CNA News (June 19th) — Singapore teachers work longer hours than OECD average: International survey

South Africa

All Africa (June 30th) — South Africa: Minister Angie Motshekga Releases Talis Research Study Results

Inside Education (July 2nd) — #TALIS 2018 – What SA Teachers Are Saying

Business Tech (July 2nd) — 5 of the biggest problems South African teachers struggle with

United Kingdom

FE News (June 19th) — Research and analysis: Teachers in primary and secondary schools: TALIS 2018

Forbes (June 20th) — It’s Recruitment As Much As Workload That’s Key To Tackling The Teacher Shortage

United States

Education Drive (June 19th) — Survey: Despite long working hours, US teachers satisfied with jobs

The Progressive Pulse (June 20th) — Teachers enjoy the work, but don’t think they’re appreciated

30 New Findings in Global Education: RISE Conference 2019 (Repost from CGD)

This week, we are reposting a piece from Dave Evans on the recent RISE conference. Dr. Evans’ original post can be found here.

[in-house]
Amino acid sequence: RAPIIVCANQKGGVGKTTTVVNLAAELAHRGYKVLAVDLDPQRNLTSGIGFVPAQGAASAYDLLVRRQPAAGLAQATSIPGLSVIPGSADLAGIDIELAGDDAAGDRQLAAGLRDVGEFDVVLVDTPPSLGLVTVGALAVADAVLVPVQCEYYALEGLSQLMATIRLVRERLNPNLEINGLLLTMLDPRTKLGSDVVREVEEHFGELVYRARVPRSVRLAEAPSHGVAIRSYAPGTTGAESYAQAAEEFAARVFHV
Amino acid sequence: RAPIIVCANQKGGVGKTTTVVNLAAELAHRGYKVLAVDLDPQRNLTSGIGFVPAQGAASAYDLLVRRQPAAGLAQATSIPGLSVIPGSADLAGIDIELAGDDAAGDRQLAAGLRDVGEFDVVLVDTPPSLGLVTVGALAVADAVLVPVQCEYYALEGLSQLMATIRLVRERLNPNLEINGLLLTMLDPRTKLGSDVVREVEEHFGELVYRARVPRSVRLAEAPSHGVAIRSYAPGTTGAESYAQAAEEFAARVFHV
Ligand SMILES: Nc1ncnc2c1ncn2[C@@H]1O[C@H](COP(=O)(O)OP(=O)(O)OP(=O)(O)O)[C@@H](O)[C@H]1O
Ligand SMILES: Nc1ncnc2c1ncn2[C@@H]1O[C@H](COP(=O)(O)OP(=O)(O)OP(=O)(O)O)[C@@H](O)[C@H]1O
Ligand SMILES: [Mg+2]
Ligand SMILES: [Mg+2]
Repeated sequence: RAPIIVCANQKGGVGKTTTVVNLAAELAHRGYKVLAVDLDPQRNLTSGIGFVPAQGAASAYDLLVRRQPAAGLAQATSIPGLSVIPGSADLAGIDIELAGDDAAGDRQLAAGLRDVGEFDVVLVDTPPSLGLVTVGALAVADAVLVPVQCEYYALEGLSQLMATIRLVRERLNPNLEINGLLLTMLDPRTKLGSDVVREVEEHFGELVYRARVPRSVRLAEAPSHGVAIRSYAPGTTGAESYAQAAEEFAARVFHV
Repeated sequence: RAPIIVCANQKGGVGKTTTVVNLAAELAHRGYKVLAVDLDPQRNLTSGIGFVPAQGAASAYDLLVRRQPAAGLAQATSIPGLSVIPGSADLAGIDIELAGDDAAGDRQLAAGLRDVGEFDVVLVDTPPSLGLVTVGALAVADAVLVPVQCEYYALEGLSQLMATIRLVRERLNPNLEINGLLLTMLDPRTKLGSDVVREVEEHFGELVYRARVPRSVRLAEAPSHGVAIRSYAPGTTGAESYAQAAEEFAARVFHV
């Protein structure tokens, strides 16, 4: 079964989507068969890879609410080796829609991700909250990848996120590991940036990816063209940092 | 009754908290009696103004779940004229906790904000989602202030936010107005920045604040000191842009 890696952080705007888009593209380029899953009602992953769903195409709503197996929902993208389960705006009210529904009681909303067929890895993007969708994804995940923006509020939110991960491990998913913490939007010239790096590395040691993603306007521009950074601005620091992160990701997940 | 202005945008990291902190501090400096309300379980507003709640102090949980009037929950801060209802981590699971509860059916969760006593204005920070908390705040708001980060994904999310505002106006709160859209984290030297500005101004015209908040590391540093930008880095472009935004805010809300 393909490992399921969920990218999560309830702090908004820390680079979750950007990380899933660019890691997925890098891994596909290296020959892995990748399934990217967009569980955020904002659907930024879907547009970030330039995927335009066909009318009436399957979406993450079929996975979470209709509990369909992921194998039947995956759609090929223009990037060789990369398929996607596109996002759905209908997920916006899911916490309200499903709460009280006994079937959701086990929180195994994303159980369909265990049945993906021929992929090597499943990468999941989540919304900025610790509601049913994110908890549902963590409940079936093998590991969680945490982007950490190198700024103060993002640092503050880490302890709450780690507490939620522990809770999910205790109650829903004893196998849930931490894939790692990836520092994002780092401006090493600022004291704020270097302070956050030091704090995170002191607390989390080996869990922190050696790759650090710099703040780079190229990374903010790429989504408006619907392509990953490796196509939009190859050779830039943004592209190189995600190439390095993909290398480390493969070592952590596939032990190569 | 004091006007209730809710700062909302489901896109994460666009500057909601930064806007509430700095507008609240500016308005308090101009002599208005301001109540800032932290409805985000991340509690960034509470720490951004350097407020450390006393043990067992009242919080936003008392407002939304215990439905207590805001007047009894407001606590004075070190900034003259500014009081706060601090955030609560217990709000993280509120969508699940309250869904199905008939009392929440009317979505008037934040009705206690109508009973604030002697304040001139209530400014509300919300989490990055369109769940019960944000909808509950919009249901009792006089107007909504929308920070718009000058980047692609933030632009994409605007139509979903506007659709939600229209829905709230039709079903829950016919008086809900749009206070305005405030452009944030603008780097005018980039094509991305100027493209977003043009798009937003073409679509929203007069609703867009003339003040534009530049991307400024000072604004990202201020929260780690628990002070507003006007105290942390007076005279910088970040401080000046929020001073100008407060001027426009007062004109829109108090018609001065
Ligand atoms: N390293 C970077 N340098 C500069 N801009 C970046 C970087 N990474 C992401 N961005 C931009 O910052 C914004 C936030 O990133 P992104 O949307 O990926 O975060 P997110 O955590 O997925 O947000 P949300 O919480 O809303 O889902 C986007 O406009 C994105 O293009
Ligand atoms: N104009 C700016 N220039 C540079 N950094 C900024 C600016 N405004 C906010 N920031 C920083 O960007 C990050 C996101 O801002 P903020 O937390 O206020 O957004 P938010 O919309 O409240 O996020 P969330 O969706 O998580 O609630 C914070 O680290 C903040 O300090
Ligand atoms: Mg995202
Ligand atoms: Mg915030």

Last week, Research on Improving Education Systems (RISE) held its annual conference, which economist Karthik Muralidharan has dubbed “the top conference on education in developing countries in the world.” Over the course of two days, researchers presented over 30 new findings on education systems. If you weren’t able to attend, you can find the full line-up and livestreams here. If you want a quick taste of this year’s research highlights, read on!

Word cloud of paper titles from RISE conference

A word cloud of paper titles from the 2019 RISE conference

Learning inequalities and social mobility

  • You want kids to go further in school because more school improves their life outcomes. Across five countries, if you close the learning gap between poor kids and rich kids at age 12, it narrows the gap in completed years of schooling by age 22 by between a quarter and half (Singh, with Das & Chang; video).
  • In Benin, exposure to education in the colonial era increases “social mobility across three generations.” The largest effects are for grandchildren of people with only indirect exposure: They didn’t get an education, but they were in villages with a school (Wantchekon; video).
  • Indonesians exposed to a major school construction program in their childhood are doing better now, in their 50s. They got more education, make more health investments, and did better on the marriage market. Their children are also getting more education, especially daughters whose mothers were exposed to the program (Kleemans, with Akresh & Halim; video).